In scouring my bookshelves this morning, searching for some tidbits of inspiration to share with you all, I reached for a book I read years ago, The Power of a Positive Mom by Christian writer and speaker Karol Ladd. This notion jumped out at me: “There is a distinct difference between happiness and joy.”
She notes that happiness is manifested more in moments and circumstances, such as a surprise flower delivery, but joy runs deeper. According to Ladd, joy is “a consistent attitude of peace, confidence and satisfaction that resides deep within you because you know a loving God is at work in your life.” (My inspiration in action translation: piles of dirty dishes and laundry may not bring me happiness, but the blessings of family and home provide deep, sustaining joy.)
Ladd elaborates further in the chapter, “a quiet, joyful peace can still reside in us even as we work through sadness, grief and pain.” Immediately I pictured some close friends in my life who embody these words exactly. All of us lost cherished fathers in the same year, but, while I felt like the grief really stole my joy for a while, they were examples of how to remain joyful in the midst of wrestling with sadness. They always had a smile or hug for the people around them. Ladd, who herself was just thirty when she lost her beloved mother in a car accident, shares, “we had the assurance that my mother, a godly woman, was in heaven with the Lord. Did we smile? No, this was not the time for smiling; it was the time for grieving. But when our grieving had run its course, the smiles returned.”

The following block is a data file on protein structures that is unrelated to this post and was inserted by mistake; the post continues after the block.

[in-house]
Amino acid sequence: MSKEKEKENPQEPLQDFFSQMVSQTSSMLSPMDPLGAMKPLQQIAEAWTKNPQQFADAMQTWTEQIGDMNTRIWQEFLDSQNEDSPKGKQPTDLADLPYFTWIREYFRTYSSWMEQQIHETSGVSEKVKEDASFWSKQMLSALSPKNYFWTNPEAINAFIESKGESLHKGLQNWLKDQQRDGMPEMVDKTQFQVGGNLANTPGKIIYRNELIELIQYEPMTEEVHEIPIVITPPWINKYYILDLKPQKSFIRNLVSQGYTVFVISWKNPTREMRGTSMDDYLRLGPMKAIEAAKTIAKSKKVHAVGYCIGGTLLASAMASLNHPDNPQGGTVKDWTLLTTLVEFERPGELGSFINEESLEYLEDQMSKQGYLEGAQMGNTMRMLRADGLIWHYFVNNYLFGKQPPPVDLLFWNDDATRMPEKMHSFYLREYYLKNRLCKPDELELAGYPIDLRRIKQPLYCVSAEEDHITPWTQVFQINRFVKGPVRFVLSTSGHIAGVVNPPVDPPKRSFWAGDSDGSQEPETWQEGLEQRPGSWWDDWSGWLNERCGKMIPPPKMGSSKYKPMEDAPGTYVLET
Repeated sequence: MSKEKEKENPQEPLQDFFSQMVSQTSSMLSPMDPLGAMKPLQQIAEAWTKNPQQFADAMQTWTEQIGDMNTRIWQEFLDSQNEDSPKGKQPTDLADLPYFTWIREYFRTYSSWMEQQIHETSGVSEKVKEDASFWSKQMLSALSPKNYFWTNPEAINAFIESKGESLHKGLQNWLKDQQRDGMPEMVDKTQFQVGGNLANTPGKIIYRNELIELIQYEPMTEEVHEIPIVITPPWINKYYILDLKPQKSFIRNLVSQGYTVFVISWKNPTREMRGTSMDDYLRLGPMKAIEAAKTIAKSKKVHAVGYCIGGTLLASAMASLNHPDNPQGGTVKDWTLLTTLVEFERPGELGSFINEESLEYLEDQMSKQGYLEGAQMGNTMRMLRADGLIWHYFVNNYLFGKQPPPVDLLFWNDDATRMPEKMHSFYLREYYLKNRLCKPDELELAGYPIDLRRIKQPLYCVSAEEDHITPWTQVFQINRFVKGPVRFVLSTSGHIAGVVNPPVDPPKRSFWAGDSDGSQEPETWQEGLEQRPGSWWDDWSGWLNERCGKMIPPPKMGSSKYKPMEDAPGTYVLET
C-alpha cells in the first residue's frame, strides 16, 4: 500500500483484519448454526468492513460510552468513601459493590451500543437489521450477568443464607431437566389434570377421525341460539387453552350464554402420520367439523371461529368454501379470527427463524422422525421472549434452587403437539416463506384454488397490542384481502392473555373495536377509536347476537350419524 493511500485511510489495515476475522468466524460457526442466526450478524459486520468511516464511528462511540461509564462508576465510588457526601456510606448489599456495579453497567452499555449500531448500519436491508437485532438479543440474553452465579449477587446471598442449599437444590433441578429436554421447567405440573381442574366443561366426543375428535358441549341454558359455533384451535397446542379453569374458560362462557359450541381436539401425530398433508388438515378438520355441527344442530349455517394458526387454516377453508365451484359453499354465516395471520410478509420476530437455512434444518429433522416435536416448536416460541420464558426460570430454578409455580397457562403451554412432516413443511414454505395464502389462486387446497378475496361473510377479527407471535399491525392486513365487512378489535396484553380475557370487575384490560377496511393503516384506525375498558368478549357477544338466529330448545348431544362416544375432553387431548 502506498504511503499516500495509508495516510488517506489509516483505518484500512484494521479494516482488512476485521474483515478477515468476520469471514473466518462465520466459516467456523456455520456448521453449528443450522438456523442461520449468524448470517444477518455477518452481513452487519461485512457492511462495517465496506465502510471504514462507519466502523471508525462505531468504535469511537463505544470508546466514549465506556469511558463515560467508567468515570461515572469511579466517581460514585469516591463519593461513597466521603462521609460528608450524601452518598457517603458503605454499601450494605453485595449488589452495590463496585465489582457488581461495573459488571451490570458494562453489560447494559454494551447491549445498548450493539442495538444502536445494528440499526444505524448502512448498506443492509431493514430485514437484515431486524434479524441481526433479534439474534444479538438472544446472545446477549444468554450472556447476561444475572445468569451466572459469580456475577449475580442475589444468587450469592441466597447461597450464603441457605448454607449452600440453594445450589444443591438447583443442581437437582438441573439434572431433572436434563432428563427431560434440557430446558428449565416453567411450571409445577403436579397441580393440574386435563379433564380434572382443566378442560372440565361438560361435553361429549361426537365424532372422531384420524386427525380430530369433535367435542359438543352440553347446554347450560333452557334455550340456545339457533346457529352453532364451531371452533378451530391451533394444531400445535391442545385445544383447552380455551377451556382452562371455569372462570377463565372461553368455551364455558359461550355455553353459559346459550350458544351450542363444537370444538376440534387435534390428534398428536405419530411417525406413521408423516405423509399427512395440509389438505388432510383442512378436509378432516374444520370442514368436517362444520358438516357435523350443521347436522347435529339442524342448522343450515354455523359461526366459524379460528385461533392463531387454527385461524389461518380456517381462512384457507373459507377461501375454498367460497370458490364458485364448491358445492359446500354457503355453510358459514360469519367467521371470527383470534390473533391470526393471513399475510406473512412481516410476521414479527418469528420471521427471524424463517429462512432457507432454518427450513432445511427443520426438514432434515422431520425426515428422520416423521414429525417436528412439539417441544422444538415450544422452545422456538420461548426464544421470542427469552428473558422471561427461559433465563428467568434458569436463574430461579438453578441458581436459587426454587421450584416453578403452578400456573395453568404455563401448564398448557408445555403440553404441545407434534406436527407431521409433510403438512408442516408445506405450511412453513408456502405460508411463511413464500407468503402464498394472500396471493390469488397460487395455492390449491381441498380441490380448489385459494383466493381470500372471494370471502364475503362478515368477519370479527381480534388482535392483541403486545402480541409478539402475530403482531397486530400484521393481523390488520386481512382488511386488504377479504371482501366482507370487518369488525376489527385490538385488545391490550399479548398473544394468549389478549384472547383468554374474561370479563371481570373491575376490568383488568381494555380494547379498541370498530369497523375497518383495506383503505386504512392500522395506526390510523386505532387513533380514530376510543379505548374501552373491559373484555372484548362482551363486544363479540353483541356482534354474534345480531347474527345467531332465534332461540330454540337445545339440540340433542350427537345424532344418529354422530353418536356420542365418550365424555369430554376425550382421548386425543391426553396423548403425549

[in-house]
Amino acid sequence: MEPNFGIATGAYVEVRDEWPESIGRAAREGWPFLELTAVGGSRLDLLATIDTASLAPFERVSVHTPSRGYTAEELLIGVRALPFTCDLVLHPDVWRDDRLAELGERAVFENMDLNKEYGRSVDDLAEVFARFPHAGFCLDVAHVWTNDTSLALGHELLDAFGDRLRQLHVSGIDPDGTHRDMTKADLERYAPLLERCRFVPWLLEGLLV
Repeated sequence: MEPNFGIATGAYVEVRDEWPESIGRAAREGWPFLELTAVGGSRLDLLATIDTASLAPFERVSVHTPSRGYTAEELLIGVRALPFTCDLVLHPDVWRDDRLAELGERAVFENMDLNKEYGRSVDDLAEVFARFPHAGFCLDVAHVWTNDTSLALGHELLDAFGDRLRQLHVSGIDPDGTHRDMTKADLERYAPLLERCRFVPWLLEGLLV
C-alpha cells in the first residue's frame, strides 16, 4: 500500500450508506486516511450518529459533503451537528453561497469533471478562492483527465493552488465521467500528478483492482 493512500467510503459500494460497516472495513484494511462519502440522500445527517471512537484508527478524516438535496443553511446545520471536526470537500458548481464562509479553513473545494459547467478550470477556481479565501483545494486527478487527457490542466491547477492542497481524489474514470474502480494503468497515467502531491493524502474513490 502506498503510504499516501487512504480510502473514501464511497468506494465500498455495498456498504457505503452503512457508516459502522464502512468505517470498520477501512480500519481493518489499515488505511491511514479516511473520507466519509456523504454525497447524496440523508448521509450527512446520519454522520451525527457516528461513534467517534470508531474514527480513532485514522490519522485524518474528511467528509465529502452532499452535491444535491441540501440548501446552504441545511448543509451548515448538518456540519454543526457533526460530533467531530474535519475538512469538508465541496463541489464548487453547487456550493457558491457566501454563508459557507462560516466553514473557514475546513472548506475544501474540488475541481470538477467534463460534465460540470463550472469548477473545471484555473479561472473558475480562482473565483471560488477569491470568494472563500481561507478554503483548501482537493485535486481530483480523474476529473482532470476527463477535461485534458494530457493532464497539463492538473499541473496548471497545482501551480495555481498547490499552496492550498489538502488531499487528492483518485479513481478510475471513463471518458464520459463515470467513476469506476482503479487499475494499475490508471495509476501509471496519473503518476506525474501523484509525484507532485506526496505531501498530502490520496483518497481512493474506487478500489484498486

I found this whole concept of happiness being different that joy very intruiging. Why had I not realized this distinction before?
A quick internet search supported this premise. “Happiness is external,” writes Sandra Brown, M.A. in a 2012 article for Psychology Today. “it’s based on situations, events, people, thoughts…Joy is almost a mystery, isn’t it? It’s a spiritual quality that is internal… Joy comes when you make peace with who you are, where you are, why you are…When you need nothing more than your truth and the love of a good God to bring peace, then you have settled into the abiding joy… that is not rocked by anything.”
So I can’t always control the situations which spark happiness, or other emotions such as frustration, sadness, anger. But I can control whether or not those instances will deplete, or fill, my joy meter. This takes the pressure off to feel happy all the time, and concentrate instead on being a joyful person.
“Teaching yourself to be joyful is the single greatest thing you could do to enhance your health,” states an article, although a bit dated from 2002, from the Alive newsletter. “Advancing medical technology is enabling us to learn how the human physiology and psyche are affected by negative and positive emotions. Our three primary negative emotions–fear, anger and sadness–have devastating effects on our bodies when experienced in a prolonged state. On the other hand, our two primary positive emotions–joy and excitement–are like medicine to the body…”
So now, the sun is rising behind the hills I can see from my kitchen window, painting the sky with a beautiful brushstroke of orangy-pink clouds. The quiet of the early morning is over, as I hear my kiddos rustling into their morning routine down the hall. Just one quick check on Facebook before jumping into the day, and what does it reveal? Several states away, a treasured younger cousin has changed her profile picture to the beautiful newborn boy she gave birth to just this morning. Joyfulness abounds.
“Be joyful always; pray continually; give thanks in all circumstances…” 1 Thessalonians 5:16-18